HP's TouchPad debacle just keeps going, and going, and going. The launched the product with big hopes and promises, then seven weeks later they killed it with barely an explanation at all. Discounted to $99, the TouchPad became the hottest tech gadget around for one week, until it sold out.
Now, HP is back again, seemingly unable to let go of the TouchPad it created and then walked away from so quickly like it wanted nothing to do with the tablet at all. The latest: HP's statement today on the company's TheNextBench blog saying, Despite announcing an end to manufacturing webOS hardware, we have decided to produce one last run of TouchPads to meet unfulfilled demand.
Just two weeks before, retailers wanted to give HP back all the TouchPads the had in stock. So HP put the product to its death. Everybody gobbled up the fire sale stock, and now, of course, wishy-washy HP wants to build some more.
But it's not like the company is so flim-flam it wants to get back in the TouchPad business.
Here's betting it crossed some minds. But here's a bigger bet that HP simply wants to make everybody who suffered in the embarrassing debacle happy in the end, best the company can. For starters, there are many customers who have ordered the product from HP's Web site that would like to get their hands on the $99 deal.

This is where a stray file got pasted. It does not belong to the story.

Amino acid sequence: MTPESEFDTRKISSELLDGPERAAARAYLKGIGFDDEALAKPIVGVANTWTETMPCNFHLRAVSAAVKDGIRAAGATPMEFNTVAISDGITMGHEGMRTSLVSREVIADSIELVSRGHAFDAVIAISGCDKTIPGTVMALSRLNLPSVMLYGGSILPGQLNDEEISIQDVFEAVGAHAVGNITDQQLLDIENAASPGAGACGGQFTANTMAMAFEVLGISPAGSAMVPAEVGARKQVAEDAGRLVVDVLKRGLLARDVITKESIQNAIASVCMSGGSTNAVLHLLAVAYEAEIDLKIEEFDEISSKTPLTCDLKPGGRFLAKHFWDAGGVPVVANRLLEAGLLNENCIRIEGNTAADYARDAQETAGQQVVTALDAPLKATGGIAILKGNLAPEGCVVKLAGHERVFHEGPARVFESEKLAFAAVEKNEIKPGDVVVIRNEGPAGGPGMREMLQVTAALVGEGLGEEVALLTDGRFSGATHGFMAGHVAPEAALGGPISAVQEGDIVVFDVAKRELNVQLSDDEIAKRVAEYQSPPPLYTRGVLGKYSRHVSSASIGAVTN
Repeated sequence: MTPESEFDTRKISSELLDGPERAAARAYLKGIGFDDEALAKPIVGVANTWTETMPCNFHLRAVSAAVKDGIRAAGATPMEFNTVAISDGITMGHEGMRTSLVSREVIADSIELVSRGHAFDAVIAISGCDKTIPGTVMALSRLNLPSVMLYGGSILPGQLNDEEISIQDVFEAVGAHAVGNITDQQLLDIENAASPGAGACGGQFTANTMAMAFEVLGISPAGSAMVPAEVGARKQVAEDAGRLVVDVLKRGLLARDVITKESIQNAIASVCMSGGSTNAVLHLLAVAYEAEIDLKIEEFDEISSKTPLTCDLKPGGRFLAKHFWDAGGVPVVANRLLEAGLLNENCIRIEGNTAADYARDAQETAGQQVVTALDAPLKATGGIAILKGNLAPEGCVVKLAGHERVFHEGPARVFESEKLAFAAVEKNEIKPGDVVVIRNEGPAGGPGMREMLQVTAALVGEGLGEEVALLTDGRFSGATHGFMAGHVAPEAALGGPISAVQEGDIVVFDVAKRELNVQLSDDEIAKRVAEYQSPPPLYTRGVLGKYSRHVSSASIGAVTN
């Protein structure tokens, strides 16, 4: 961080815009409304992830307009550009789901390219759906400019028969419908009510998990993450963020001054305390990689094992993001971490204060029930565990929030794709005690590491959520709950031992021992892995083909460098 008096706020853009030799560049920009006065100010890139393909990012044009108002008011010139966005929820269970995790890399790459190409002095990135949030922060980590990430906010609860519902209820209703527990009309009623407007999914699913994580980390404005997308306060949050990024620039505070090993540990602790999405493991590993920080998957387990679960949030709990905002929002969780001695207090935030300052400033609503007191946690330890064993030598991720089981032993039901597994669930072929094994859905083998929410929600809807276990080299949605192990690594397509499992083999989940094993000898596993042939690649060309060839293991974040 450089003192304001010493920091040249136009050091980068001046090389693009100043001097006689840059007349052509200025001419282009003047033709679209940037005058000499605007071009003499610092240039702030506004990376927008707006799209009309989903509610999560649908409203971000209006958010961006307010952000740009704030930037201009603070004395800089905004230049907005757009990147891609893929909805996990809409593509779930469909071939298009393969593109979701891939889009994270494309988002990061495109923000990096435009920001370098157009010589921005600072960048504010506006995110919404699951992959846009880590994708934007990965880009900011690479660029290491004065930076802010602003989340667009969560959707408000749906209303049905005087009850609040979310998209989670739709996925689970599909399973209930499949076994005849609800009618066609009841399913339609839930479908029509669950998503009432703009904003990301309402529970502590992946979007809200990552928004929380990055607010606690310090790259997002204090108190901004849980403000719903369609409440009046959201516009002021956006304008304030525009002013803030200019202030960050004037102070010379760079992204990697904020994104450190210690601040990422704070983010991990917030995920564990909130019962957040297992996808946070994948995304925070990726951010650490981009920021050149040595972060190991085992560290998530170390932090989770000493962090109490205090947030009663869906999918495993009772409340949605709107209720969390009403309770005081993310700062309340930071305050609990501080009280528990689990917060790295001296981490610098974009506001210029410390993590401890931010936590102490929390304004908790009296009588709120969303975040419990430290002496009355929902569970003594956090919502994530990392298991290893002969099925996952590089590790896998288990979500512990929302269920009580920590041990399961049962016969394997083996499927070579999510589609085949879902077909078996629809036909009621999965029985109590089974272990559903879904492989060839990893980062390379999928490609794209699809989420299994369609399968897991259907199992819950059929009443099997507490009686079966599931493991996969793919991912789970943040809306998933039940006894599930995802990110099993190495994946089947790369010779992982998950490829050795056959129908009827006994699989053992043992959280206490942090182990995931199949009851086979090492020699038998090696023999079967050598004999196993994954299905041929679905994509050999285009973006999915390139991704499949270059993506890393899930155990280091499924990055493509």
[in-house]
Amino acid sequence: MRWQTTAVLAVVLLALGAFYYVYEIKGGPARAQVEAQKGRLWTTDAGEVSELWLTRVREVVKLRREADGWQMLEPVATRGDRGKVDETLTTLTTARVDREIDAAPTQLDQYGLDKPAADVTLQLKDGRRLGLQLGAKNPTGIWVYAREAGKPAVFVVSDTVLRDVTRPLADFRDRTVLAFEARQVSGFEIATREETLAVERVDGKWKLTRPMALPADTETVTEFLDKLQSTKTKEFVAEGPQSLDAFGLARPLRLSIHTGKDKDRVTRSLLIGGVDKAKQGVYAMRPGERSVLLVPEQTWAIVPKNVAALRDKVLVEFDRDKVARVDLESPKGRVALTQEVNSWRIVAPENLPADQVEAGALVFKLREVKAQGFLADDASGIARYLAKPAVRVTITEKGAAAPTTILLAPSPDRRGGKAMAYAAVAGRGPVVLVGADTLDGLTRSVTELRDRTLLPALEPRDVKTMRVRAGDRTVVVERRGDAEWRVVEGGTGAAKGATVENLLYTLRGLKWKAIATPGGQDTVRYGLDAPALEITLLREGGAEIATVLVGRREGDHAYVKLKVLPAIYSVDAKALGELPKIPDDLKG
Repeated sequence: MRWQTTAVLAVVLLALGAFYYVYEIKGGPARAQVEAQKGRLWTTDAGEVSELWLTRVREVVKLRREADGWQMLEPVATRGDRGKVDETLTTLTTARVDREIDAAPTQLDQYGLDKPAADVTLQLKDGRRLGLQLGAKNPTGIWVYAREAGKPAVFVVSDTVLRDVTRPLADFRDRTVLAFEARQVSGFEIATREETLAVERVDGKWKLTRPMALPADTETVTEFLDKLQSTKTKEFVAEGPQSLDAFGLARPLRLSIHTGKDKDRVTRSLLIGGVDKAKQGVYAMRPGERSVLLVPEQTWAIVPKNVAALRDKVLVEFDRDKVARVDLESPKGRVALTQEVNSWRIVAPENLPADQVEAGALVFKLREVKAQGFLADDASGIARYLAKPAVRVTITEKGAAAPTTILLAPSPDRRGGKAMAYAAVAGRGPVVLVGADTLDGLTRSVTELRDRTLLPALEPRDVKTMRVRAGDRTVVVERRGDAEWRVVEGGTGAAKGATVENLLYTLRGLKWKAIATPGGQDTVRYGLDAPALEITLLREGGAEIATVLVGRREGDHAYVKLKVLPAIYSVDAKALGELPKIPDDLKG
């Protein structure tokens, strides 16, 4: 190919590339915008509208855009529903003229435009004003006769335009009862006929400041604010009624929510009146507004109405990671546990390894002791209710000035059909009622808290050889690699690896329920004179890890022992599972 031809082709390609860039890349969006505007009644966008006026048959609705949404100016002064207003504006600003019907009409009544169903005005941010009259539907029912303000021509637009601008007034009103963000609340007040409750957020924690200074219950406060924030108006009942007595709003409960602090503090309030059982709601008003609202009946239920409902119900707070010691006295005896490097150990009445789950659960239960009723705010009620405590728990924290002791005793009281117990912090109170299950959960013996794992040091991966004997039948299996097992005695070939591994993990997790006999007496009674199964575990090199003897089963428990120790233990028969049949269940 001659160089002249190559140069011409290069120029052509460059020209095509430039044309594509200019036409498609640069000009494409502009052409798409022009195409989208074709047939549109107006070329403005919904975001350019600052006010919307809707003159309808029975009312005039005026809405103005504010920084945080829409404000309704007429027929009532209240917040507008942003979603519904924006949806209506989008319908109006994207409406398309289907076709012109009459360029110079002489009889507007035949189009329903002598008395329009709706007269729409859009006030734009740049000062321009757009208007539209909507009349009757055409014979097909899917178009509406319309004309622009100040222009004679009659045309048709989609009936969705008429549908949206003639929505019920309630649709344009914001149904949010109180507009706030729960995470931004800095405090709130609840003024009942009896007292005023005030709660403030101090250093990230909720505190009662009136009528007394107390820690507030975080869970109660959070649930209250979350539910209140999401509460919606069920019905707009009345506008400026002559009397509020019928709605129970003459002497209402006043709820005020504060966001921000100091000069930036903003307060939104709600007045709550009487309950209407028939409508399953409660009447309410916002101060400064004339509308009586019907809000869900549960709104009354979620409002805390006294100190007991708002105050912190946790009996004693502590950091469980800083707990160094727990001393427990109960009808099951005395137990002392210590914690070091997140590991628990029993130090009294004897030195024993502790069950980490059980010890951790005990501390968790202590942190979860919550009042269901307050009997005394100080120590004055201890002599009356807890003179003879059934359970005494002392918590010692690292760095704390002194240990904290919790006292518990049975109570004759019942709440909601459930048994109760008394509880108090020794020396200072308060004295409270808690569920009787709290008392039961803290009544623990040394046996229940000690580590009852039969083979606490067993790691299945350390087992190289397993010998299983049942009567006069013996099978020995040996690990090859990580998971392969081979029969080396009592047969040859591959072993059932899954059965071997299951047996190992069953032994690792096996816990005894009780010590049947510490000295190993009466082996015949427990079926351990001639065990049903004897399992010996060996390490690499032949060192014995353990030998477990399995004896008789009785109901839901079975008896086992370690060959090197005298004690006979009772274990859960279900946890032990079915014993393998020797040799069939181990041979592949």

HP doesn't want to alienate those customers since the company remains, for now, in the PC business. HP had built a good brand after all these years and business and no sense ruining it all with one flop project and a bunch of knee jerk reactions leading to many unhappy customers with the HP brand.
Also, HP has a some component suppliers to please. Many who made components for the TouchPad are holding unused inventory that is worthless unless the company meets remaining fire sale demand and makes another production run or two.
A report from the DigiTimes verifies that very thing.
The suppliers are currently in negotiation with HP to find a solution for the component inventory, while HP Taiwan pointed out will maintain its promise to the partners, reported DigiTimes, quoting HP sources.
It's not like HP is completely foolish. Partially, certainly, considering the company bought Palm for WebOS at a $1.2 billion pricetag, invested heavily to launch the operating system in the TouchPad tablet, pushed retailers to take significant stock, then walked away from it after just seven weeks.
But though consumer demand for the $99 TouchPad is high, HP can't make money at that proposition. In the end, this last production run, and maybe a few more based on the trend, is all about keeping the company's brand from being completely tarnished by customers who ordered the product and want it, and component suppliers who don't want to take a complete bath in the debacle.
So for now, the TouchPad still lives, but not for long. Eventually, this saga will end. It's just not over yet.